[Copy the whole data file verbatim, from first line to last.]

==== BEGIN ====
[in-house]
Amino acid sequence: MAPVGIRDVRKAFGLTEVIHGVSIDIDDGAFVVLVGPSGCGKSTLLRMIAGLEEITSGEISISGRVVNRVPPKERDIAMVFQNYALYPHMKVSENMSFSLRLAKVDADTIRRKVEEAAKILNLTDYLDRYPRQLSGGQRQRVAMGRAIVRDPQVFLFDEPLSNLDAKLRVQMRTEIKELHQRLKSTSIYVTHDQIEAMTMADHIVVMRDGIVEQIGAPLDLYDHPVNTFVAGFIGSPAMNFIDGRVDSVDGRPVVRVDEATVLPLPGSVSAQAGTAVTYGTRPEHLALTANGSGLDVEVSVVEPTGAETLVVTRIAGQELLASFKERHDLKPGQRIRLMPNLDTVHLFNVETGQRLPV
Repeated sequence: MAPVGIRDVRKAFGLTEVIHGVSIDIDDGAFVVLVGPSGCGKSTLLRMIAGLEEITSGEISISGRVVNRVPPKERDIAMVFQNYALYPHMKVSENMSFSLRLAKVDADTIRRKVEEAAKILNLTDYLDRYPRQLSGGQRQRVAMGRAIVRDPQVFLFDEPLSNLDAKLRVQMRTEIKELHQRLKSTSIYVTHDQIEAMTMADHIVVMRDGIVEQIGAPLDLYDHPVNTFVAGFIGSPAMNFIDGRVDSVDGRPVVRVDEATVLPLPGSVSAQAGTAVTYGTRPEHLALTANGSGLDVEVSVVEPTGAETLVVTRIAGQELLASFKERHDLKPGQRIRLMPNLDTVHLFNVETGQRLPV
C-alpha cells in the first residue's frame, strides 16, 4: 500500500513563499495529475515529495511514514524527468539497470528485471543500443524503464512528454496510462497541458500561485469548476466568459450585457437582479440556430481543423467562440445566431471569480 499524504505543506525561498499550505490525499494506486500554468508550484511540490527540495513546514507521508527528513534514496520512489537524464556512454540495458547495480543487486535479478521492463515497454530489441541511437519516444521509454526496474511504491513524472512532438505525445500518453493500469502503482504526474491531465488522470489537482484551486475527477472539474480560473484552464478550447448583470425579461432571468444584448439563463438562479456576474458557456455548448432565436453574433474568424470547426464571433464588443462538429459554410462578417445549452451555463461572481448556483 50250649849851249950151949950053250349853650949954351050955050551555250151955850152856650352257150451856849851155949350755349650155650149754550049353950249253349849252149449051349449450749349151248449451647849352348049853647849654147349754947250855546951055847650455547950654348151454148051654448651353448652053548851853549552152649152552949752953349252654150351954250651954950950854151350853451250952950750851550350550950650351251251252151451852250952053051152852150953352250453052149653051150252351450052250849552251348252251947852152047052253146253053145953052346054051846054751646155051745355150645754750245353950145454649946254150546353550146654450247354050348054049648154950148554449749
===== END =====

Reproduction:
[in-house]
Amino acid sequence: MAPVGIRDVRKAFGLTEVIHGVSIDIDDGAFVVLVGPSGCGKSTLLRMIAGLEEITSGEISISGRVVNRVPPKERDIAMVFQNYALYPHMKVSENMSFSLRLAKVDADTIRRKVEEAAKILNLTDYLDRYPRQLSGGQRQRVAMGRAIVRDPQVFLFDEPLSNLDAKLRVQMRTEIKELHQRLKSTSIYVTHDQIEAMTMADHIVVMRDGIVEQIGAPLDLYDHPVNTFVAGFIGSPAMNFIDGRVDSVDGRPVVRVDEATVLPLPGSVSAQAGTAVTYGTRPEHLALTANGSGLDVEVSVVEPTGAETLVVTRIAGQELLASFKERHDLKPGQRIRLMPNLDTVHLFNVETGQRLPV
Repeated sequence: MAPVGIRDVRKAFGLTEVIHGVSIDIDDGAFVVLVGPSGCGKSTLLRMIAGLEEITSGEISISGRVVNRVPPKERDIAMVFQNYALYPHMKVSENMSFSLRLAKVDADTIRRKVEEAAKILNLTDYLDRYPRQLSGGQRQRVAMGRAIVRDPQVFLFDEPLSNLDAKLRVQMRTEIKELHQRLKSTSIYVTHDQIEAMTMADHIVVMRDGIVEQIGAPLDLYDHPVNTFVAGFIGSPAMNFIDGRVDSVDGRPVVRVDEATVLPLPGSVSAQAGTAVTYGTRPEHLALTANGSGLDVEVSVVEPTGAETLVVTRIAGQELLASFKERHDLKPGQRIRLMPNLDTVHLFNVETGQRLPV
C-alpha cells in the first residue's frame, strides 16, 4: 500500500513563499495529475515529495511514514524527468539497470528485471543500443524503464512528454496510462497541458500561485469548476466568459450585457437582479440556430481543423467562440445566431471569480 499524504505543506525561498499550505490525499494506486500554468508550484511540490527540495513546514507521508527528513534514496520512489537524464556512454540495458547495480543487486535479478521492463515497454530489441541511437519516444521509454526496474511504491513524472512532438505525445500518453493500469502503482504526474491531465488522470489537482484551486475527477472539474480560473484552464478550447448583470425579461432571468444584448439563463438562479456576474458557456455548448432565436453574433474568424470547426464571433464588443462538429459554410462578417445549452451555463461572481448556483 50250649849851249950151949950053250349853650949954351050955050551555250151955850152856650352257150451856849851155949350755349650155650149754550049353950249253349849252149449051349449450749349151248449451647849352348049853647849654147349754947250855546951055847650455547950654348151454148051654448651353448652053548851853549552152649152552949752953349252654150351954250651954950950854151350853451250952950750851550350550950650351251251252151451852250952053051152852150953352250453052149653051150252351450052250849552251348252251947852152047052253146253053145953052346054051846054751646155051745355150645754750245353950145454649946254150546353550146654450247354050348054049648154950148554449749